What's under hood of DIY electric car...

Top speed - 90mph (for 3 minutes), range - 35 miles (with cheap batteries)

picture of the car
I got interested to try this hobby project when received an ad in the mail to buy some electronics books and among them - "Build your own electric car". Curious, I've ordered the book, and they've described whole process step by step. Also they offer a VHS tape called "Quiet revolution". Turns out that hundreds converted to electric power cars are un use today, especially in California because of high concentration of high tech companies and toughest standards on the emission levels in the country. There are workshops which will teach you convert a car over weekend, there are businesses where you can drop off your suitable for conversion car and pick it up in a week never needing again to pay for gas, change oil, pass emission tests or having broken engine, blown gasket, torn timing belt or dirty spark plugs simply because you just won't have all this messy stuff anymore. You'll have only ONE moving part under hood - rotor of your electric motor. I became inspired so much, that got on the phone looking for the loose parts for the progect very same evening... Next week I got myself a used Honda CRX, fresh and clean from the dealership all tuned up only to... take it apart shortly. Overall whole convertion took me about 3 weeks working full time alone, spread over several month. It was so satisfying pooling out stose dirty guts out of this car, wiping off oily spots for the last time! I still have its engine, tank and exhaust system for someone who wants it, but I knew I'll newer deal with those again.

under hood1 Peole ask me: What good does it do to go just 35 miles and get stuck somewhere without a chance to refuel it on the spot? Answer is simple: if I need greater distance, I take an other car. The fact of the matter, though, is that most of our daily commute is 10-20 miles. Try to gauge it yourself! Then I plug it in overnight and next morning it's ready again. (I have to mention that I didn't want to spend $20,000 for good NiMH batteries which would get me from Portland to Seattle on a single charge easily, but such technology exists and available). A joy of riding this quiet head turner is unmatched even being behind the wheel of Ferrary simply because Ferrary is just an exotic variant of the same old noisy thing... I've used most common and thus inexpensive solution - 27 hp DC motor bolted through the aluminum adapter plate to the clutch housing as was the engine, and PWM controller adjusting amount of power delivered to the motor from a set of 10 deep cycle lead acid batteries connected in series by a thick welding cable. A separate axulaty motor (blue on this photo) runs AC compressor.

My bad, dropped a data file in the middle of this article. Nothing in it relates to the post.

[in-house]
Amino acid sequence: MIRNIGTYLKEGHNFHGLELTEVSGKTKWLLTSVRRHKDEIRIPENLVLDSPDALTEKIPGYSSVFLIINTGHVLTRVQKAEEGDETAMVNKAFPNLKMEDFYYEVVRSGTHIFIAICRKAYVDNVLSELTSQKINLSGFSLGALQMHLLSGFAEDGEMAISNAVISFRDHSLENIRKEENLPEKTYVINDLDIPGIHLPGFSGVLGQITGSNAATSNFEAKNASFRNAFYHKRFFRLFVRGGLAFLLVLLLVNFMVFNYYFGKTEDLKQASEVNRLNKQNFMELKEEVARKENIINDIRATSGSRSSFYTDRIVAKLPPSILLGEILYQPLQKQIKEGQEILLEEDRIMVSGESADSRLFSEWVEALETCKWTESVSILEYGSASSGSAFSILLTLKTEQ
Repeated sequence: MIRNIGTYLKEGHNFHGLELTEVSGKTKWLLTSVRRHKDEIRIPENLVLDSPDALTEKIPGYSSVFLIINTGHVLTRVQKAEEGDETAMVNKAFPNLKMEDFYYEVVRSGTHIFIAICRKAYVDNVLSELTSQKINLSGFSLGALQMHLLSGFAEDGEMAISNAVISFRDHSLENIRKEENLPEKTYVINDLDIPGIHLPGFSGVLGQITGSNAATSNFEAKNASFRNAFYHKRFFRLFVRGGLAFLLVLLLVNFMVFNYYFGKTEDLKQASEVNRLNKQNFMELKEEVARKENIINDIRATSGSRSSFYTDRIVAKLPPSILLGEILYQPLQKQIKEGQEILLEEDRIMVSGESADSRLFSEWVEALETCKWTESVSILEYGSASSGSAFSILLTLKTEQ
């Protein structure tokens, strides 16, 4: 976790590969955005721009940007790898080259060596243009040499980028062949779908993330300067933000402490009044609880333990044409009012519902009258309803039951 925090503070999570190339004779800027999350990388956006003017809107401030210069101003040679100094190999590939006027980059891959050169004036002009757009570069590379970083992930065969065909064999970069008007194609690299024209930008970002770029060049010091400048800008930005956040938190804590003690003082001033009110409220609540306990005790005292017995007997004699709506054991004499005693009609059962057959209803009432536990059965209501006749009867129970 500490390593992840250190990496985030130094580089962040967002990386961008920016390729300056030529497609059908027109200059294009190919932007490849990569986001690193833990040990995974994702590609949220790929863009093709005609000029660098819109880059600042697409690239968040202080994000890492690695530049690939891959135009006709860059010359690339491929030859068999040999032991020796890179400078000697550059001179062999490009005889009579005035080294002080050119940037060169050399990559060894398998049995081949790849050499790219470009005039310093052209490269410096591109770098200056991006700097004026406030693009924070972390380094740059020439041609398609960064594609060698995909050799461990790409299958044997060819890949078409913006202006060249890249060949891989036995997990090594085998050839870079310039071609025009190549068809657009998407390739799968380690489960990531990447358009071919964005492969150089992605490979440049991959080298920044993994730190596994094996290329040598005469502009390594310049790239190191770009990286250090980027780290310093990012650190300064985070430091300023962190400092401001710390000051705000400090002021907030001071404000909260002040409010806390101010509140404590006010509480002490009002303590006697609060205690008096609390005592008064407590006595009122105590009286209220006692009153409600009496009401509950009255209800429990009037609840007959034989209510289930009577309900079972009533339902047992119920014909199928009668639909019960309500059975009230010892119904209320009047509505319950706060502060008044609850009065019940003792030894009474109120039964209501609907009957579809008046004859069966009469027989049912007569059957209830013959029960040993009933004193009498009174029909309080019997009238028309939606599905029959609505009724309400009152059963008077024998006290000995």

under hood2 Now, more about the batteries. To balance the car I put three of them in front and seven - on the back. These poor batteries, they put out about 40A when I'm cruising and close to 300A when accelerating. This makes a half-inch thick welding cable a little warm. These batteries are not really designed to take such abuse, so they would last less than promised 1000 charge-discharge cycles. Even if they will handle 700 cycles and I do it every night (which I don't) they would last for 700 days or about 2 years. Savings from the gas, oil and other normal supplies for 2 years break even with the cost of the batteries ($68 a piece).

Antifreeze radiator is gone, but the one cooling off freon is still there. Having AC in the car is extra weight, energy drain, and actually a luxury here in Oregon's climate, but I use to live in Texas, you know... Now I should concider pooling this out.

air conditioning
The coupling between the motor and compressor is through a rubber bushing which eliminates the stress on the bearings due to inevitable inaccuracy and thus non-coaxial mounting of these two units.

For the batteries behing the driver's seat I had to cut out a rectangular hole in the bottom of the body and weld together a metal box holding seven batteries. A copper strips used to connect the batteries together ensuring that terminals won't break off when batteries move because of vibration. Bottom of the metal box is flush with underbody, lowering the center of the gravity of the car as much as possible.

Interior view didn't change much other than I got two meters to monitor voltage on the battery pack under load and the current while driving.

I've opted for off-the-shelf controller because I wanted to complete project faster, but mainly because by using own design I would loose the warranty on the motor. People came up with many neat improvements of existing models, such as regenerative braking recuperating energy back to the batteries, or making it act also as on-board charger saving weight and the cost.

Another essential unit is DC-DC converter (120VDC to 12VDC) to run head and tail lights, fans, radio or any other "normal" 12V electric appliance in the car.

Since there is no exhaust system hanging underneath, I've covered all nderbody with solid sheet of white plastic isolating from the moisture and greatly reducing air drag resistance at high speeds. For that reason there are flat wheel covers flush with outer side of the tire. I won't talk about aestetics here, but it also looks cool and unusual.


side view
Overall this was exciting project and I am very pleased with the outcome. I use it for local commute and it serves the purpose flawlessly. Besides knowing that I save environment and reduce noise, the pride of the accomplishment and ownership of the product of own creativity is really thrilling and well worth the effort!

You can email  me  to: portland@usa.com

This and all referenced pages, except when noted, are copyrightę 1998 Victor Tikhonov